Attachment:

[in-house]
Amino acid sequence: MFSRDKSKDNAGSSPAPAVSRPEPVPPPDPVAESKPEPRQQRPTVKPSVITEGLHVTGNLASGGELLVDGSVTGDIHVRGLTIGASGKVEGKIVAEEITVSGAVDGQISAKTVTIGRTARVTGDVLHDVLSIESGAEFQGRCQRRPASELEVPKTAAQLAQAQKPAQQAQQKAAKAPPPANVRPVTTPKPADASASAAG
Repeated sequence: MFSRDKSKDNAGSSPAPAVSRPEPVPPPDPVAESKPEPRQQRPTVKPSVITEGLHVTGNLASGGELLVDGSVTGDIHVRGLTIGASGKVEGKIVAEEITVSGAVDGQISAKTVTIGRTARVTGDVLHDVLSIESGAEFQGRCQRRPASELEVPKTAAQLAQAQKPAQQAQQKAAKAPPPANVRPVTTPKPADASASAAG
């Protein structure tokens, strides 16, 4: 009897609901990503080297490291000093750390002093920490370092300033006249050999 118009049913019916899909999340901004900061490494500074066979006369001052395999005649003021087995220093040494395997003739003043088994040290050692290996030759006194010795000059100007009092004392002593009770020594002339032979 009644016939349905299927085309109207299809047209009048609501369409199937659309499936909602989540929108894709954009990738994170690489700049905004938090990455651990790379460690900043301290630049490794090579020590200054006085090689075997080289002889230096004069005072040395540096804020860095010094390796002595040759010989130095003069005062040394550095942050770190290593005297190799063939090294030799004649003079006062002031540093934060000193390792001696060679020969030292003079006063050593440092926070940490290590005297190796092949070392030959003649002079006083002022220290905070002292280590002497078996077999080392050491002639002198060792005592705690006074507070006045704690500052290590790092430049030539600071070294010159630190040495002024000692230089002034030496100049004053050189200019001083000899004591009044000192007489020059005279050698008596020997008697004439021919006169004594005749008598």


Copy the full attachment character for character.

[in-house]
Amino acid sequence: MFSRDKSKDNAGSSPAPAVSRPEPVPPPDPVAESKPEPRQQRPTVKPSVITEGLHVTGNLASGGELLVDGSVTGDIHVRGLTIGASGKVEGKIVAEEITVSGAVDGQISAKTVTIGRTARVTGDVLHDVLSIESGAEFQGRCQRRPASELEVPKTAAQLAQAQKPAQQAQQKAAKAPPPANVRPVTTPKPADASASAAG
Repeated sequence: MFSRDKSKDNAGSSPAPAVSRPEPVPPPDPVAESKPEPRQQRPTVKPSVITEGLHVTGNLASGGELLVDGSVTGDIHVRGLTIGASGKVEGKIVAEEITVSGAVDGQISAKTVTIGRTARVTGDVLHDVLSIESGAEFQGRCQRRPASELEVPKTAAQLAQAQKPAQQAQQKAAKAPPPANVRPVTTPKPADASASAAG
């Protein structure tokens, strides 16, 4: 009897609901990503080297490291000093750390002093920490370092300033006249050999 118009049913019916899909999340901004900061490494500074066979006369001052395999005649003021087995220093040494395997003739003043088994040290050692290996030759006194010795000059100007009092004392002593009770020594002339032979 009644016939349905299927085309109207299809047209009048609501369409199937659309499936909602989540929108894709954009990738994170690489700049905004938090990455651990790379460690900043301290630049490794090579020590200054006085090689075997080289002889230096004069005072040395540096804020860095010094390796002595040759010989130095003069005062040394550095942050770190290593005297190799063939090294030799004649003079006062002031540093934060000193390792001696060679020969030292003079006063050593440092926070940490290590005297190796092949070392030959003649002079006083002022220290905070002292280590002497078996077999080392050491002639002198060792005592705690006074507070006045704690500052290590790092430049030539600071070294010159630190040495002024000692230089002034030496100049004053050189200019001083000899004591009044000192007489020059005279050698008596020997008697004439021919006169004594005749008598």